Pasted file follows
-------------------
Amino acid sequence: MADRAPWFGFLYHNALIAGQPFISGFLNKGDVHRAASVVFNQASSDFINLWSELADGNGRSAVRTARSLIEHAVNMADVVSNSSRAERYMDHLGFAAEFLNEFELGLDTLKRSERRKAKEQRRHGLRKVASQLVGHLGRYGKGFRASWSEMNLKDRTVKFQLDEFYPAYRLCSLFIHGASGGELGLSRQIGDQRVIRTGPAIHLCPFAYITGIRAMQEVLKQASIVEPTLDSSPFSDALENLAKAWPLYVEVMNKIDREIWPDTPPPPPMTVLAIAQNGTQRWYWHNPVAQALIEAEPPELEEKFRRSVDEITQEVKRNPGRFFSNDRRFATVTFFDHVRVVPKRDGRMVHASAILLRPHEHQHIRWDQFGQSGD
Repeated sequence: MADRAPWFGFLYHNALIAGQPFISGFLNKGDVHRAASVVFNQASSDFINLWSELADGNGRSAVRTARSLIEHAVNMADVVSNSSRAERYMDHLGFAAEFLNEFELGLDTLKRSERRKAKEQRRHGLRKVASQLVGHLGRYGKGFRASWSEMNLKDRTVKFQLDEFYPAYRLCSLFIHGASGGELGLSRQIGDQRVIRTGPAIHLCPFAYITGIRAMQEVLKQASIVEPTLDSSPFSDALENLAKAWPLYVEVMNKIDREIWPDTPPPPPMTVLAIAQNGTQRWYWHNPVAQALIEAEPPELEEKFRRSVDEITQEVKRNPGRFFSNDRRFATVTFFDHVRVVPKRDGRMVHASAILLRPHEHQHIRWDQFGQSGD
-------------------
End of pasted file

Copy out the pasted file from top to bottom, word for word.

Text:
Amino acid sequence: MADRAPWFGFLYHNALIAGQPFISGFLNKGDVHRAASVVFNQASSDFINLWSELADGNGRSAVRTARSLIEHAVNMADVVSNSSRAERYMDHLGFAAEFLNEFELGLDTLKRSERRKAKEQRRHGLRKVASQLVGHLGRYGKGFRASWSEMNLKDRTVKFQLDEFYPAYRLCSLFIHGASGGELGLSRQIGDQRVIRTGPAIHLCPFAYITGIRAMQEVLKQASIVEPTLDSSPFSDALENLAKAWPLYVEVMNKIDREIWPDTPPPPPMTVLAIAQNGTQRWYWHNPVAQALIEAEPPELEEKFRRSVDEITQEVKRNPGRFFSNDRRFATVTFFDHVRVVPKRDGRMVHASAILLRPHEHQHIRWDQFGQSGD
Repeated sequence: MADRAPWFGFLYHNALIAGQPFISGFLNKGDVHRAASVVFNQASSDFINLWSELADGNGRSAVRTARSLIEHAVNMADVVSNSSRAERYMDHLGFAAEFLNEFELGLDTLKRSERRKAKEQRRHGLRKVASQLVGHLGRYGKGFRASWSEMNLKDRTVKFQLDEFYPAYRLCSLFIHGASGGELGLSRQIGDQRVIRTGPAIHLCPFAYITGIRAMQEVLKQASIVEPTLDSSPFSDALENLAKAWPLYVEVMNKIDREIWPDTPPPPPMTVLAIAQNGTQRWYWHNPVAQALIEAEPPELEEKFRRSVDEITQEVKRNPGRFFSNDRRFATVTFFDHVRVVPKRDGRMVHASAILLRPHEHQHIRWDQFGQSGD